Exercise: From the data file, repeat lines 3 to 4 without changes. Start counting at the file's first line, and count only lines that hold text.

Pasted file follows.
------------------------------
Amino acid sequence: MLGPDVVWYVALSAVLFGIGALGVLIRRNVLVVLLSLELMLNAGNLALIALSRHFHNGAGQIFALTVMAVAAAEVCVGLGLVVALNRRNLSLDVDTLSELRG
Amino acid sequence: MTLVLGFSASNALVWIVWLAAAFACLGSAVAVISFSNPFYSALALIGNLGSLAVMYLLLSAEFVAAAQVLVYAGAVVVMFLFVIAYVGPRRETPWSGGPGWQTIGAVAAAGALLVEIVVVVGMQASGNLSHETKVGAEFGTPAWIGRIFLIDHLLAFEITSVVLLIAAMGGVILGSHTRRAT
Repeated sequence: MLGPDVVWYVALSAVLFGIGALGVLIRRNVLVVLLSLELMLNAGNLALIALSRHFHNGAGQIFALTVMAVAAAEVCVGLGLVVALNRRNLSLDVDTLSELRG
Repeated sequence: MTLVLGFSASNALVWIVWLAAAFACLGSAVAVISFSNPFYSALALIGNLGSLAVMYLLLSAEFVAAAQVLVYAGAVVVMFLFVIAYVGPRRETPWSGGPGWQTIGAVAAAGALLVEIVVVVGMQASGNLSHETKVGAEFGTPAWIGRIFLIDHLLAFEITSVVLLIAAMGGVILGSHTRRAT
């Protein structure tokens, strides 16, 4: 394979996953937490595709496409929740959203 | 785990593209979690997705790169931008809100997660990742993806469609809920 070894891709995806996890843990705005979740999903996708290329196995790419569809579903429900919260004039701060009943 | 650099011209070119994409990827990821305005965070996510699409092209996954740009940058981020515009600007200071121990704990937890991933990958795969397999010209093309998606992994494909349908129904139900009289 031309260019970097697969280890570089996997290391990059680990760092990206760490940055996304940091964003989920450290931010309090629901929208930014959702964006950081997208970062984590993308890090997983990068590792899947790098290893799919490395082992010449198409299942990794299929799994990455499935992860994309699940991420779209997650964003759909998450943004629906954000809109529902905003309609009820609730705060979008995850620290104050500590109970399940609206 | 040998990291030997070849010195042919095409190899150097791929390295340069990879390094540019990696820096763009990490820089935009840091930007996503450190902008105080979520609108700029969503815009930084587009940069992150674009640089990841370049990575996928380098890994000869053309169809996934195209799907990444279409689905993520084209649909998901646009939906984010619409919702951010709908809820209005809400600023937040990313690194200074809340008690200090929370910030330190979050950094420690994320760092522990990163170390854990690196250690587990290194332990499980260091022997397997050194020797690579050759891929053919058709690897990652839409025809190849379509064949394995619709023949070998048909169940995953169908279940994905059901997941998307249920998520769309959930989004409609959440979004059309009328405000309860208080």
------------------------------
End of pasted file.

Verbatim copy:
Repeated sequence: MLGPDVVWYVALSAVLFGIGALGVLIRRNVLVVLLSLELMLNAGNLALIALSRHFHNGAGQIFALTVMAVAAAEVCVGLGLVVALNRRNLSLDVDTLSELRG
Repeated sequence: MTLVLGFSASNALVWIVWLAAAFACLGSAVAVISFSNPFYSALALIGNLGSLAVMYLLLSAEFVAAAQVLVYAGAVVVMFLFVIAYVGPRRETPWSGGPGWQTIGAVAAAGALLVEIVVVVGMQASGNLSHETKVGAEFGTPAWIGRIFLIDHLLAFEITSVVLLIAAMGGVILGSHTRRAT